Outrage Over FDA Crackdown on Biodentical Hormones? Not So Fast, says National Women's Health Network

By Christine Cupaiuolo — February 20, 2008

The Washington Post last week reported on an ad campaign protesting the FDA’s crackdown on pharmacies that manufacture and market biodentical hormones to treat symptoms of menopause. Sandra J. Boodman writes:

Last week the HOME (Hands Off My Estrogens!) Coalition, a group based in tiny Edinburg, Va., placed a full-page ad in five newspapers, including USA Today and the Wall Street Journal, accusing regulators of being hostile to “natural” hormonal medicines made according to a doctor’s prescription by a compounding pharmacy.

The ads urge women and their physicians to e-mail the White House and members of Congress asking them to protect patients’ access to medications they claim are “bio-identical” to those found in the body.

Hold the outrage. There is no scientific evidence that bioidentical hormones are safer than conventional hormone therapy drugs — and marketing claims that such drugs can restore youth and prevent or treat serious conditions such as cancer have long irked many in the medical community. As the Post story notes, “A key ingredient in these made-to-order drugs is estriol, a form of estrogen that the coalition claims is safe and protects against breast cancer — but that the FDA says is unapproved.”

Last month, the FDA sent letters to seven pharmacy operations that compound biodentical hormones, warning them that their claims about the safety and effectiveness of bioidentical hormone replacement therapy “are unsupported by medical evidence, and are considered false and misleading.”

While this upset the HOME Coalition, the National Women’s Health Network, along with physician groups such as the Endocrine Society, applauded the enforcement. The NWHN has long been concerned about the oversight of natural hormones — here’s a handy fact sheet on the subject — and two years ago the NWHN petitioned the FDA to stop companies from marketing estrogen-and-testosterone combination pills.

Marian Sadler of the NWHN critiques the Home ad over at Prescription Access Legislation. Sadler writes that the ad attempts to “make you feel that the HOME Coalition is looking out for women’s health and women’s rights, defending natural care from hostile attacks by drug companies and the FDA, and ‘speaking the truth,'” but it’s basically just a sales pitch for natural hormones. She continues:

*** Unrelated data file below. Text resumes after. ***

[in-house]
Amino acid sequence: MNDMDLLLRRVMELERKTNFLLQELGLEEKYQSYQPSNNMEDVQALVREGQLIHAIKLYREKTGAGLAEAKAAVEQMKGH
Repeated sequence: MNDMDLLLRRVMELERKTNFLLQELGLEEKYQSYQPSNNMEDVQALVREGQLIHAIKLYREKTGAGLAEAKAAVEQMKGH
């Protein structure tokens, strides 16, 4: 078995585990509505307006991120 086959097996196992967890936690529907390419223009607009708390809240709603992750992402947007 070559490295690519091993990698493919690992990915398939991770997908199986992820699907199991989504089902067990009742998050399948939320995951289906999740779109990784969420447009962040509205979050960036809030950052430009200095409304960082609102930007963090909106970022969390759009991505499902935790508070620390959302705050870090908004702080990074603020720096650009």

Like hormones that are synthesized in a lab and sold by drug companies, natural hormones are powerful chemicals that affect many parts of the body. It is very important to understand that products are not necessarily safe just because they’re natural. The same questions we ask about drugs need to be answered for alternative therapies too.

Just as pharmaceutical companies promote drugs, there is a large industry that produces and sells alternative health care products. Whether they are recommended by a doctor, a nurse practitioner, a naturopath or the cashier at the health food store, women should be skeptical of products that claim they will extend life, reverse aging, restore youth or prevent disease without causing any adverse effects.


One response to “Outrage Over FDA Crackdown on Biodentical Hormones? Not So Fast, says National Women’s Health Network”

  1. The FDA crack down on “bio-identical” therapies was specifically requested by Wyeth (makers of Premarin) and therefore should be understood as a turf war. Wyeth pays the FDA to approve its compounds therefore FDA listens.

    There is a lot of confusion about hormones that are biochemically the same as those made by women’s bodies (which I will call “physiologically identical hormones (PIH).” First of all, physiologically identical hormones are widely available by prescription and pharmaceutically manufactured–they don’t directly equate with compounded. Examples of this include oral micronized progesterone (Prometrium) and oral micronized 17 B estradiol (Estrace), and transdermal estradiol as Estragel, Estradot and others.

    All of the physiologically identical hormones have one major advantage over altered but biochemically similar products–we know exactly how they will behave in women’s bodies, how they will sit on receptors, be metabolized, and be excreted. Isn’t that at least a theoretical advantage? In respect to medroxyprogesterone (MPA) versus oral micronized progesterone (OMP), there now is evidence that progesterone is safer for breast cancer (E3N large observational study from France showed estrogen with MPA increased breast cancer 1.79 RR, versus estrogen with progesterone RR 1.0–Fournier A. 2008).

    In Canada all compounded hormones require a prescription from a licensed health care provider/physician. That would be the simple solution to the “problem” of bio-identical hormones in the USA.

    Meanwhile, the focus on bio-identical and the false advertising of some alternate care commercial products is detracting from the important debate that needs to occur–the addiction of women’s health establishment to estrogen when really estrogen and progesterone are partner hormones in their actions, in all tissues and across women’s life cycles. For more information about the “Estrogen Myth” see The Estrogen Errors–Why Progesterone is Better for Women’s Health by Susan Baxter and Jerilynn Prior, Praeger/Greenwood/ABC-CLIO Conn. May 2009.

Comments are closed.